- It should state your purpose in sending the demo. Are you looking for a publisher, a producer, a record deal for you as an artist? Do you want the listener to pay special attention to your production, your singing, your band, or just the song? Is the song targeted for a specific artist?
- List any significant professional credits that apply to the purpose of your submission. If you want your song published, list other published or recorded songs, contests won, etc. If you’re a performer submitting an artist demo, resist the temptation to grab at weak credits: “I played at the same club that (famous star) played.” Tell them what drives you, what inspires you. Keep it short. List real sales figures. Don’t lie.
- Include any casting ideas you might have if you’re pitching to a publisher.
- Ask for feedback if you want it. Odds are you won’t get it but give it a shot.
- List the songs enclosed and writers’ names in the order they appear on the CD/tape. (Lyric sheets should also be enclosed in the same order the songs appear on the demo.)
- Thank them for their time and attention.
7. Not putting their name, address and phone number, e-mail address and Web site on the CD, the case, and on every lyric sheet.
It seems like such common sense. In fact it would be embarrassing even to suggest that you might forget to do it but I see it happen constantly. The problem on this end is that, between listening sessions at the office, the car, and home, it’s so easy to separate the CD from the case or lyric sheet. Once they’ve gone to the trouble to find your hit song, not finding you is a fate neither of you deserve.
8. Not using adequate postage.
You’d be surprised how often this happens. Take the time to weigh your package at the post office and use the proper postage.
9. Sending CDs in ordinary stationery envelopes.
It’s risky because rough postal handling could force the edge of the case through the envelope. Use a special envelope with an insulated lining.
10. Sending song fragments or intro clips.
Like “a verse and chorus of each song to save their time and give them a taste.” Seems like a good idea if you’ve never been in the listener’s position and really like the verse and chorus, then have to wait until the writer can send you the rest. Frustrating! If I only want to listen to a verse and chorus or less, I’ll just skip to the next song.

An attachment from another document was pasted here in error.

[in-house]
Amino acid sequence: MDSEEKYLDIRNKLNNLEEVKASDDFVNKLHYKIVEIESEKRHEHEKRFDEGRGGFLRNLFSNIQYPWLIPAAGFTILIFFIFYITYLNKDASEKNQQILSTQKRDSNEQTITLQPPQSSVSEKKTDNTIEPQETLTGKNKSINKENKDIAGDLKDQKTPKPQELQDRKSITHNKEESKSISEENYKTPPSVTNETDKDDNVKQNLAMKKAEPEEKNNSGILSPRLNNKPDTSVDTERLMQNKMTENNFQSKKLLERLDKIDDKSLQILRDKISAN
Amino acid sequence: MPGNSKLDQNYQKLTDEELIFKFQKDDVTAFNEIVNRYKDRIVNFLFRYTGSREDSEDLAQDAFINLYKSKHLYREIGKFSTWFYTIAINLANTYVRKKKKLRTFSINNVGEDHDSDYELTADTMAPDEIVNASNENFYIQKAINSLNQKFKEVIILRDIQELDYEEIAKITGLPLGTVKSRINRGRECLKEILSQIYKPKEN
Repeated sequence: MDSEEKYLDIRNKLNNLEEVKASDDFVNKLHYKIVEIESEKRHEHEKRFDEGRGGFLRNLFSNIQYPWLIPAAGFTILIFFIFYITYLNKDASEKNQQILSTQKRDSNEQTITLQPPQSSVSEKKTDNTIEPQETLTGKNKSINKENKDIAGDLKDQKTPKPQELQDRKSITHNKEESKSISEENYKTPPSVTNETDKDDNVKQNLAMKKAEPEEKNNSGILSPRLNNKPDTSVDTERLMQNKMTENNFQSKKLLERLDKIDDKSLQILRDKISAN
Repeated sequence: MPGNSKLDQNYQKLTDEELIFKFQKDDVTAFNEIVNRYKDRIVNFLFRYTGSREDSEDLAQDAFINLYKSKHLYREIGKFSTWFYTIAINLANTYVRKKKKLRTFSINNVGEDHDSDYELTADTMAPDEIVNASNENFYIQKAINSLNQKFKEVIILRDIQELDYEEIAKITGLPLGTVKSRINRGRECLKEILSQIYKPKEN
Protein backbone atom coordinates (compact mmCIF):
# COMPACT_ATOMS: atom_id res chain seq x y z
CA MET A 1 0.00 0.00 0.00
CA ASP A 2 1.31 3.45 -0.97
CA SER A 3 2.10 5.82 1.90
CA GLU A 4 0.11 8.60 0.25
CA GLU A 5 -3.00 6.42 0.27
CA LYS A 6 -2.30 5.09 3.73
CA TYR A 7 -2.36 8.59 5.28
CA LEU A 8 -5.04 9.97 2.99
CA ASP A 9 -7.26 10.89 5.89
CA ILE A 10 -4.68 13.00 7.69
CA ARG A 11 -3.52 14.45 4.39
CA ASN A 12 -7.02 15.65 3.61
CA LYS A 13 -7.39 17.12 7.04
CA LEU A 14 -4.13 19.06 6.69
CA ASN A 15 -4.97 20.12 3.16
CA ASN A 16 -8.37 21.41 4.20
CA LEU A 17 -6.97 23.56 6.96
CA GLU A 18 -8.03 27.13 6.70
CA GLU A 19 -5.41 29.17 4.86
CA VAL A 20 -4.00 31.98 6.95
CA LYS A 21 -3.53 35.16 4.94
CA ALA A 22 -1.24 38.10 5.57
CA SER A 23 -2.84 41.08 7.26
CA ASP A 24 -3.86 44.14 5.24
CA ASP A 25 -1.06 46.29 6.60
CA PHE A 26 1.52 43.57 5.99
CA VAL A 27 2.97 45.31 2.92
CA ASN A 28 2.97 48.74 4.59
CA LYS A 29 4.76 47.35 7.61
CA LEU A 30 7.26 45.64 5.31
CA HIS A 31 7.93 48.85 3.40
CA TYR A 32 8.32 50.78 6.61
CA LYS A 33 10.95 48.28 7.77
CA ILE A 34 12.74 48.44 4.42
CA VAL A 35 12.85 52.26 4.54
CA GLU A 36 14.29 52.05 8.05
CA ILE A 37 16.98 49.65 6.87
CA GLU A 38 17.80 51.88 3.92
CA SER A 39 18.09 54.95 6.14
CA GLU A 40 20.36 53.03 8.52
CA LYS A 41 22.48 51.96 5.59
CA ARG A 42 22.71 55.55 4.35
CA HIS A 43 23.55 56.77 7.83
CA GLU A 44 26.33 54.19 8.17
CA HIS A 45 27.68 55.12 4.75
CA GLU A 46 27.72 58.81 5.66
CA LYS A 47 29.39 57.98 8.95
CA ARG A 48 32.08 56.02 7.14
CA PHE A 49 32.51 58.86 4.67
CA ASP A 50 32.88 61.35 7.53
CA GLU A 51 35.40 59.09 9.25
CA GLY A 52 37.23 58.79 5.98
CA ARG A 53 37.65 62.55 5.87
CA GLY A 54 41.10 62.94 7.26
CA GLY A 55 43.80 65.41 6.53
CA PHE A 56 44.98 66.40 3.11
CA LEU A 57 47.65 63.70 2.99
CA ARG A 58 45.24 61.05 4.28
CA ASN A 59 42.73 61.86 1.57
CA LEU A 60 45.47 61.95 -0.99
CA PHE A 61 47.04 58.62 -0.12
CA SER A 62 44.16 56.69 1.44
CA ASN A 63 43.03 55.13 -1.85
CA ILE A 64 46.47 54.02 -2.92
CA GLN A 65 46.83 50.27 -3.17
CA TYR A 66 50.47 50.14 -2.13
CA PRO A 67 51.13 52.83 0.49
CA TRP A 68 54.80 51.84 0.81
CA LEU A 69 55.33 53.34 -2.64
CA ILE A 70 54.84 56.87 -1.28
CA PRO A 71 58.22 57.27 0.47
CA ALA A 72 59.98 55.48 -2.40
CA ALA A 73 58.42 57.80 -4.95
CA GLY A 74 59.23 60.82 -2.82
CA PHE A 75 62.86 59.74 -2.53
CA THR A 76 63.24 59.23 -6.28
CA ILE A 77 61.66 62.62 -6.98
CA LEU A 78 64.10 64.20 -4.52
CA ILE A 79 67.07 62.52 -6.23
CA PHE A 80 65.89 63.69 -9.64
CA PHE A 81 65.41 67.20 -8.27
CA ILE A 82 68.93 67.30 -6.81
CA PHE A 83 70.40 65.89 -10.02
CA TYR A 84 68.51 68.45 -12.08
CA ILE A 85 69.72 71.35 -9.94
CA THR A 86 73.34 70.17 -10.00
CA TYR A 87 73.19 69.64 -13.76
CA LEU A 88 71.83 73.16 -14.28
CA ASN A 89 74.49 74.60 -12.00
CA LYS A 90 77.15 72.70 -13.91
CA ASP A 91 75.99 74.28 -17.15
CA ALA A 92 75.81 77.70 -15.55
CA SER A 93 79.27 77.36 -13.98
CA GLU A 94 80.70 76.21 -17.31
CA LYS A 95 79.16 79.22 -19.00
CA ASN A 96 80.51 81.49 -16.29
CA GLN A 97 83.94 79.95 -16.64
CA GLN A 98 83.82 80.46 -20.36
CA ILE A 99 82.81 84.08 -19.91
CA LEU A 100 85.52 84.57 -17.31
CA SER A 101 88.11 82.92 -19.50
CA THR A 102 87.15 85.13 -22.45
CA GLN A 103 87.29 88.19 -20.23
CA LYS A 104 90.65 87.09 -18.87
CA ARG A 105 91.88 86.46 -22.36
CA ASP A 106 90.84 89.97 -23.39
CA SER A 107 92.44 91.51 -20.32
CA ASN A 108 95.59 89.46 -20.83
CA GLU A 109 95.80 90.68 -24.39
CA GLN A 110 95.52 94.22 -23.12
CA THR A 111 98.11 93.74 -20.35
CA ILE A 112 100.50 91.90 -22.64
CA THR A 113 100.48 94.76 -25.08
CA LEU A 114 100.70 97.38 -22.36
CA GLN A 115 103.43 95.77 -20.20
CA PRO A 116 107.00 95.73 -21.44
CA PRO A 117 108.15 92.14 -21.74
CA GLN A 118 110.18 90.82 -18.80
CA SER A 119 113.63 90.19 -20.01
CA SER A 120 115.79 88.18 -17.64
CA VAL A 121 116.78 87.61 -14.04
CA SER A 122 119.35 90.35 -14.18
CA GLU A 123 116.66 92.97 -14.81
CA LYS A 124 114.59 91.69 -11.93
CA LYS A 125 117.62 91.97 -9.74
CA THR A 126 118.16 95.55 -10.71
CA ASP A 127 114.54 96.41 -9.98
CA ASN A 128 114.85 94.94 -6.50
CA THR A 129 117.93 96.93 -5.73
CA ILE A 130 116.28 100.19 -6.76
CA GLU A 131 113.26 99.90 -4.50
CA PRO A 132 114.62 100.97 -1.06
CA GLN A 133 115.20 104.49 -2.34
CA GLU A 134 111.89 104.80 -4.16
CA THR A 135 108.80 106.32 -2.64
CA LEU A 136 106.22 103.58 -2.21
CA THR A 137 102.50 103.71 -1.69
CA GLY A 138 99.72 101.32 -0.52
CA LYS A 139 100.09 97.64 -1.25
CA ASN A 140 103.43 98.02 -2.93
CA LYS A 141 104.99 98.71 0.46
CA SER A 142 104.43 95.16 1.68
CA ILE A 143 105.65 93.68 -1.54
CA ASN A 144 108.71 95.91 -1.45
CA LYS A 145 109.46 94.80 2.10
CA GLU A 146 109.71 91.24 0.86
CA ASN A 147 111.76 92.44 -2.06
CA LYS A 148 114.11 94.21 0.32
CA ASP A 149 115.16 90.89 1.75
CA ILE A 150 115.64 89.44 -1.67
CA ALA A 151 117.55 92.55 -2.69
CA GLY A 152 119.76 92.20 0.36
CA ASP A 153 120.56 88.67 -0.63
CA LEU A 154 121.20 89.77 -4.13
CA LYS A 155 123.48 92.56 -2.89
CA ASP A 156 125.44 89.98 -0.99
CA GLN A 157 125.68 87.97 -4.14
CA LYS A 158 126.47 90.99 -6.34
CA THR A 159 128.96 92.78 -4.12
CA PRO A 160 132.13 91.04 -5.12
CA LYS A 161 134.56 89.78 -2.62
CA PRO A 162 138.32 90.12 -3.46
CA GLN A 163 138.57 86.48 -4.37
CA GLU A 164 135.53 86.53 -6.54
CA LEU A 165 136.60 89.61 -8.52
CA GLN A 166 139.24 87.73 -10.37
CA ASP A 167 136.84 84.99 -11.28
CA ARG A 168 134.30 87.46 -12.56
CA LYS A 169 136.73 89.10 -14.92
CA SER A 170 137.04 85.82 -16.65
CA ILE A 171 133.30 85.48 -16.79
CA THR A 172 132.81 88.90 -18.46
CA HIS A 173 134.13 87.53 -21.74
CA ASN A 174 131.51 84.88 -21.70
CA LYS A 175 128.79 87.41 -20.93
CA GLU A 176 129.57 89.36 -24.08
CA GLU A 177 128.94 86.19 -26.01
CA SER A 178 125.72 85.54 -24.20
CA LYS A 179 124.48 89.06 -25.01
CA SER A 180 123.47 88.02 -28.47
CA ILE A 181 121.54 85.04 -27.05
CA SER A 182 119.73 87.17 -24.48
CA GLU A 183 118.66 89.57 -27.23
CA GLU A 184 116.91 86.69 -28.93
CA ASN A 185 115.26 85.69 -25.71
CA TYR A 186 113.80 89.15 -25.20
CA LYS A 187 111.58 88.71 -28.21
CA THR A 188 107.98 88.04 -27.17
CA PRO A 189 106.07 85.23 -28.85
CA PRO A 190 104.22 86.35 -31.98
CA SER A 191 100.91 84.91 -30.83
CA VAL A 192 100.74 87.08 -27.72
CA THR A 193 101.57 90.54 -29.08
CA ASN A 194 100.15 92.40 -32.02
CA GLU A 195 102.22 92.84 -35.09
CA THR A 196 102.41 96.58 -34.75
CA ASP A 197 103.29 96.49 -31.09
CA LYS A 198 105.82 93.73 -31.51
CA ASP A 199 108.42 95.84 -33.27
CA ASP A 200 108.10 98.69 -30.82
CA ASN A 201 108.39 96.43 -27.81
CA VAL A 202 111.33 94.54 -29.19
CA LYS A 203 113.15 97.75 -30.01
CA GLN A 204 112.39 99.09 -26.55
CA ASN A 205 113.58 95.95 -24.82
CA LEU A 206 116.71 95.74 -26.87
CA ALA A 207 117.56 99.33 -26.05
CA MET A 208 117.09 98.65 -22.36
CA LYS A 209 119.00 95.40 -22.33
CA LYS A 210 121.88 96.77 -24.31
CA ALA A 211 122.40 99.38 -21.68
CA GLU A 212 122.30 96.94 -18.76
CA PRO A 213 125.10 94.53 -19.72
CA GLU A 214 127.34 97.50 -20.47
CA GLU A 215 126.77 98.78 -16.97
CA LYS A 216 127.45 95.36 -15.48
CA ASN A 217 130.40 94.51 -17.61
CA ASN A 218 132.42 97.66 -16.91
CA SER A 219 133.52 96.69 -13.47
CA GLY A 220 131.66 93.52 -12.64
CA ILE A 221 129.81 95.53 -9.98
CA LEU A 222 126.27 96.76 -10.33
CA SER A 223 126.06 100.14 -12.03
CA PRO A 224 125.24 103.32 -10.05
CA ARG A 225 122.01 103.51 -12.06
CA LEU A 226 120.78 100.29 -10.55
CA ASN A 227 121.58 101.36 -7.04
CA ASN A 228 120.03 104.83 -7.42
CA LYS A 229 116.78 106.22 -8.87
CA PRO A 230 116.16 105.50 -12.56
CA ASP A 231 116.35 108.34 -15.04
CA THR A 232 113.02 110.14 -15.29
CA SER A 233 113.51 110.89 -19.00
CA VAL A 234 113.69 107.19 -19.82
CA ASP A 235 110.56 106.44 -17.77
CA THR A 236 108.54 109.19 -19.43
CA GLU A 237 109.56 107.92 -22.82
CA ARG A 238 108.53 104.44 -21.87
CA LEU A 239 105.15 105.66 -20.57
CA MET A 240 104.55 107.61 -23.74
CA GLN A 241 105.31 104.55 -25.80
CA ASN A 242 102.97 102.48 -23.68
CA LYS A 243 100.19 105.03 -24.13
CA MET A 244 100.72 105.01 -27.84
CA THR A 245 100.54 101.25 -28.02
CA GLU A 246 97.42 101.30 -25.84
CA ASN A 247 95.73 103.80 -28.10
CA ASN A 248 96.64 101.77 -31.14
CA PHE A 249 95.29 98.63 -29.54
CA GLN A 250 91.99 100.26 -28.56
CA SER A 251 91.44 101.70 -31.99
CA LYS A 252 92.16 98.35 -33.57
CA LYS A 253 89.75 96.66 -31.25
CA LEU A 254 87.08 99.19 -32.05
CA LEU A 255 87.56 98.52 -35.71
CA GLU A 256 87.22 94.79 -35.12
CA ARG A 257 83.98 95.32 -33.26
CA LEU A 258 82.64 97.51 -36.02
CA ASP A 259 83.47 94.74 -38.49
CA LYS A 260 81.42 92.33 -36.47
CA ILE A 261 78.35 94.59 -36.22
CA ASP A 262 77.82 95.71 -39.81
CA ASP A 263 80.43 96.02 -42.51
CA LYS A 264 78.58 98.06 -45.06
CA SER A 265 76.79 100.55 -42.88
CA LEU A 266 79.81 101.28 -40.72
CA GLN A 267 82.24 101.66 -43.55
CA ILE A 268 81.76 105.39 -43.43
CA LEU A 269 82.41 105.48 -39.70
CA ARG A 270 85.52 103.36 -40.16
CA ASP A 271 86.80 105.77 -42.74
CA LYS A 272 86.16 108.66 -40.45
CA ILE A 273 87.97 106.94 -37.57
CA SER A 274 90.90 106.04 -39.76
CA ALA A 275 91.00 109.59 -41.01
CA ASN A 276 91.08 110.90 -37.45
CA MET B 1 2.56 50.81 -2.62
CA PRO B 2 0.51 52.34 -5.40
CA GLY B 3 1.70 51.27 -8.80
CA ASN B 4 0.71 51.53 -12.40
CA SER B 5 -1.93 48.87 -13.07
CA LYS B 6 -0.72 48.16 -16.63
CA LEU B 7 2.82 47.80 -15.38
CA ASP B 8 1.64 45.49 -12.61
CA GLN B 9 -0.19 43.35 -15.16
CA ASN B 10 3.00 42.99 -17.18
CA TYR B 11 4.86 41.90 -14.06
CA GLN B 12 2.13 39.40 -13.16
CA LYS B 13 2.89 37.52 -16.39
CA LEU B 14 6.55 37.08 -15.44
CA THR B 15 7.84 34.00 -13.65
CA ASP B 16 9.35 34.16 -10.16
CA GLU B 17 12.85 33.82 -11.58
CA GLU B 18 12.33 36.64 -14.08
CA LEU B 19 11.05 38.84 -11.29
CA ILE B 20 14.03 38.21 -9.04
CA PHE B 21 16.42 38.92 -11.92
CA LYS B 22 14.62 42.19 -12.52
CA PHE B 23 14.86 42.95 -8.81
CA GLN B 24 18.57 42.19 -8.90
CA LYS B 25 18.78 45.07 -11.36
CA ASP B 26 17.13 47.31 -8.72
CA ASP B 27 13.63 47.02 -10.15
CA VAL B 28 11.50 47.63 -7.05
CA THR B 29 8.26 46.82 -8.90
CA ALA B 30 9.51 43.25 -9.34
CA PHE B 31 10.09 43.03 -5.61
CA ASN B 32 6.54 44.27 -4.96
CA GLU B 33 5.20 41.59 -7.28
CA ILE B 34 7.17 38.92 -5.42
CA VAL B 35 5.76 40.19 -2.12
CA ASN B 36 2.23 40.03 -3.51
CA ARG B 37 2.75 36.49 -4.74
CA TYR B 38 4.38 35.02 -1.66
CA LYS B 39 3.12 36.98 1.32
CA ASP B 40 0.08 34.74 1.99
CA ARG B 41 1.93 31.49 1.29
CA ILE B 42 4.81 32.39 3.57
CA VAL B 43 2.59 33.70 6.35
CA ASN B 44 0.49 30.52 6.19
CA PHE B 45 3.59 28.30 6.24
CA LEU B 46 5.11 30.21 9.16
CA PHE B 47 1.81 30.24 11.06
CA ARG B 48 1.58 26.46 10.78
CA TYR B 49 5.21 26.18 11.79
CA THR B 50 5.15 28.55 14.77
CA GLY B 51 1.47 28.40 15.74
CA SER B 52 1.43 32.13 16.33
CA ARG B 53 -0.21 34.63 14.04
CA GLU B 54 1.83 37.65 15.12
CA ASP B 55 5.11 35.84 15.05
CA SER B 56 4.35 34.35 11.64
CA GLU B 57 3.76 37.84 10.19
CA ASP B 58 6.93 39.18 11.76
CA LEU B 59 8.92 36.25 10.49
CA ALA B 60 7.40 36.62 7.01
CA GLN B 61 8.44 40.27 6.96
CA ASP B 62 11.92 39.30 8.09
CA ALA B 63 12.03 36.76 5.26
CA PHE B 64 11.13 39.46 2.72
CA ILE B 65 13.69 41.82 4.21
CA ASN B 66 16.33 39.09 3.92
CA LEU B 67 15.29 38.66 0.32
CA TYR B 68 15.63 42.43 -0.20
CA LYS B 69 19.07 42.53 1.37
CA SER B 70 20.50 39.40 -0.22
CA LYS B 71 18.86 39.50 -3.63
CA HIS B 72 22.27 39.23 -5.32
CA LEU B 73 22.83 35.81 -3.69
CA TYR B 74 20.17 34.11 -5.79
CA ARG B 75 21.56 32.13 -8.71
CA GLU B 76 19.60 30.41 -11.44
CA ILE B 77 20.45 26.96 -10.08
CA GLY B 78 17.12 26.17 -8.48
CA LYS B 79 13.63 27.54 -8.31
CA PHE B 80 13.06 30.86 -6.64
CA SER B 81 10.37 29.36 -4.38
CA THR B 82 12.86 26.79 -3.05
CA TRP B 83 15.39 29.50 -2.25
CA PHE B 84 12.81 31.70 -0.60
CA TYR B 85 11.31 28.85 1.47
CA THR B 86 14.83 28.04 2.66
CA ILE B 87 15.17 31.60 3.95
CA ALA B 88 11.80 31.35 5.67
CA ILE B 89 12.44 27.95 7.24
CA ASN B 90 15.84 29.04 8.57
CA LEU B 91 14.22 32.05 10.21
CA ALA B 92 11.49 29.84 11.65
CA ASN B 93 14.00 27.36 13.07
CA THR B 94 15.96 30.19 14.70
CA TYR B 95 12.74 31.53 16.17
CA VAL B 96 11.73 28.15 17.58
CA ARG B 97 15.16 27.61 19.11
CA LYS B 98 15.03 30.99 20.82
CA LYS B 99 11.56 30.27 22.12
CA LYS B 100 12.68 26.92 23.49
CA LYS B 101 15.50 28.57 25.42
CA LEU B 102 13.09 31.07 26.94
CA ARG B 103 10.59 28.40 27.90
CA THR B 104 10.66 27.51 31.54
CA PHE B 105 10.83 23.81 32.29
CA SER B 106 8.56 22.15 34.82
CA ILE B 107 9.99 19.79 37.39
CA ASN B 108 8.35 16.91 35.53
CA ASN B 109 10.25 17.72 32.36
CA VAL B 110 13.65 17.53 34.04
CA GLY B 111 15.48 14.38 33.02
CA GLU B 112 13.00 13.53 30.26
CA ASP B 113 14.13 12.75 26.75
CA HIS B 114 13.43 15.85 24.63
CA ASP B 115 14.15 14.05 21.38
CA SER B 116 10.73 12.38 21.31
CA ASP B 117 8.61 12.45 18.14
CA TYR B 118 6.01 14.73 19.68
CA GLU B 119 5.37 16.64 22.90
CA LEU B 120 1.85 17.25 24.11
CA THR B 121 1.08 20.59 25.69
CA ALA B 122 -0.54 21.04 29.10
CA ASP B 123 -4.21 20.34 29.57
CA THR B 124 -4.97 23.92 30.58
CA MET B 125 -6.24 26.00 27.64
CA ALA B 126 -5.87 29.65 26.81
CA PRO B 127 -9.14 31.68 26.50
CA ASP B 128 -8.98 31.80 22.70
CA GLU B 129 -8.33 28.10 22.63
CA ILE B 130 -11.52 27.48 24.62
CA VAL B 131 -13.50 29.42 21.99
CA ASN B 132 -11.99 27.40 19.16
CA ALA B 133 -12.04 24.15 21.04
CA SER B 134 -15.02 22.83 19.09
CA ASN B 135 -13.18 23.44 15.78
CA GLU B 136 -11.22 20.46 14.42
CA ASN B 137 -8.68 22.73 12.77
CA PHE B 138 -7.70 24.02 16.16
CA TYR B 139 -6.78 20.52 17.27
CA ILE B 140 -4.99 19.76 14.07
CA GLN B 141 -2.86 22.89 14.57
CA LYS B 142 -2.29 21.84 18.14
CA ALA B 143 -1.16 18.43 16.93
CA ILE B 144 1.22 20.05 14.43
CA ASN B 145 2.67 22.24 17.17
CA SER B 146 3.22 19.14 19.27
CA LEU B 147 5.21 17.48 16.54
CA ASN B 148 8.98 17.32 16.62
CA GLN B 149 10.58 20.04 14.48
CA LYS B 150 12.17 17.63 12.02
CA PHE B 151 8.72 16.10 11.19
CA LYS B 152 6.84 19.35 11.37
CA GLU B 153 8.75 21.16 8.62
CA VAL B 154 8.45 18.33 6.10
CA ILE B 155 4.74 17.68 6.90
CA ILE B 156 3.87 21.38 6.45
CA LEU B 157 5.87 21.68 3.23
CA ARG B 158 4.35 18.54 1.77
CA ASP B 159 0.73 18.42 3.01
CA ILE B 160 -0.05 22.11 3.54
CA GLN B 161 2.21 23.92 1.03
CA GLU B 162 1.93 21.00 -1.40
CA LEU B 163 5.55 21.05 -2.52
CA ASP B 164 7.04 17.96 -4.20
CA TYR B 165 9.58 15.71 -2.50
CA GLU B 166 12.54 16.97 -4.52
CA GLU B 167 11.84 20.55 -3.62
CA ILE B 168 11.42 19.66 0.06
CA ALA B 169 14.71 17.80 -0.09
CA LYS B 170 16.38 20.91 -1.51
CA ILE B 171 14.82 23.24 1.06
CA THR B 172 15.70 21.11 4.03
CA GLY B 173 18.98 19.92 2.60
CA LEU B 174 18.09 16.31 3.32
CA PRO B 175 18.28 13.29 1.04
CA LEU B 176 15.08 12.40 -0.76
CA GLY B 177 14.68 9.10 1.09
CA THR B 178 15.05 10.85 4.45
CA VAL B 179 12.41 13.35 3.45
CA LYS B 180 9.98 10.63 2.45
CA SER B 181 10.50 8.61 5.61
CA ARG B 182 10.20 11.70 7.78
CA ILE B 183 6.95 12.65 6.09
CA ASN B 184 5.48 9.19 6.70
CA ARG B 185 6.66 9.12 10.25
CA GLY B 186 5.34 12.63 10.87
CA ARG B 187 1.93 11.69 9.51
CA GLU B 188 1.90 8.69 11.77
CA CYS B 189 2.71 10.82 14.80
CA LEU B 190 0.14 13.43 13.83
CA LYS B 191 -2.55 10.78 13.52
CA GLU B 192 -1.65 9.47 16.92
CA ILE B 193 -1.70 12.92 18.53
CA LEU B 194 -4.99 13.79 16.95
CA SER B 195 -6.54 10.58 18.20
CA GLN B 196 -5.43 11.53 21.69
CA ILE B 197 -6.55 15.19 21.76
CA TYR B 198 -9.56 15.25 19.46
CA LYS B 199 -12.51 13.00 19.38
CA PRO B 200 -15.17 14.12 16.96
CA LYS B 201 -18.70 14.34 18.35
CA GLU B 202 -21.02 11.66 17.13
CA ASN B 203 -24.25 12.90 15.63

BONUS: USING THE INTERNET — YOUR DEMO AS A DIGITAL AUDIO FILE
There are a couple different procedures for this:
- Send an E-mail with the audio file attached. Follow the suggestions listed above for cover letter (Include phone number(s). Also include your Web site address so they can click it and go directly to it. When they get to your site, they’ll hopefully find additional bio material, photos and lyrics.
- Just send them an e-mail intriguing enough to get them to go to your site and hear your music there.
- Use an Electronic Press Kit (EPK). Sonicbids has been very popular for a few years now, but most artists will use their MySpace page as their EPK. A better choice is creating an “EPK” page on your own personal website and sending people there. (Example: www.nickdaugherty.com/epk/)
Indie marketing guru Tim Sweeney suggests that because of the limited amount of time someone may want to spend at any site and the degree of difficulty their online access speeds may present, it’s important to help them decide quickly which of your songs may be of most interest to them. You can help by providing a short description like this one provided on the site of Franklin Spicer and Valerie Ford’s Pegasus Project, a soft jazz, world music group.
“The first song Franklin ever heard from Val was a reggae tune she had recorded called One People. He really liked the positive message and the infectious chorus. Franklin talked her into doing a rewrite and making it a Pegasus Project tune. They wanted to share a positive message of how we all are part of one global family. This song was shaped from a number of African musical influences, including the Tuku style. The huge chorus backup vocals were done in two days of recording using seven different singers.”
Note that the description includes information on the style, what it’s about, why it was written and how it was recorded. Their site also includes lyrics to all the songs.
Remember, your demo should look good, have something important to say, and say it well. There are a lot of other applicants for the job. The pros are looking for the best. Be the best!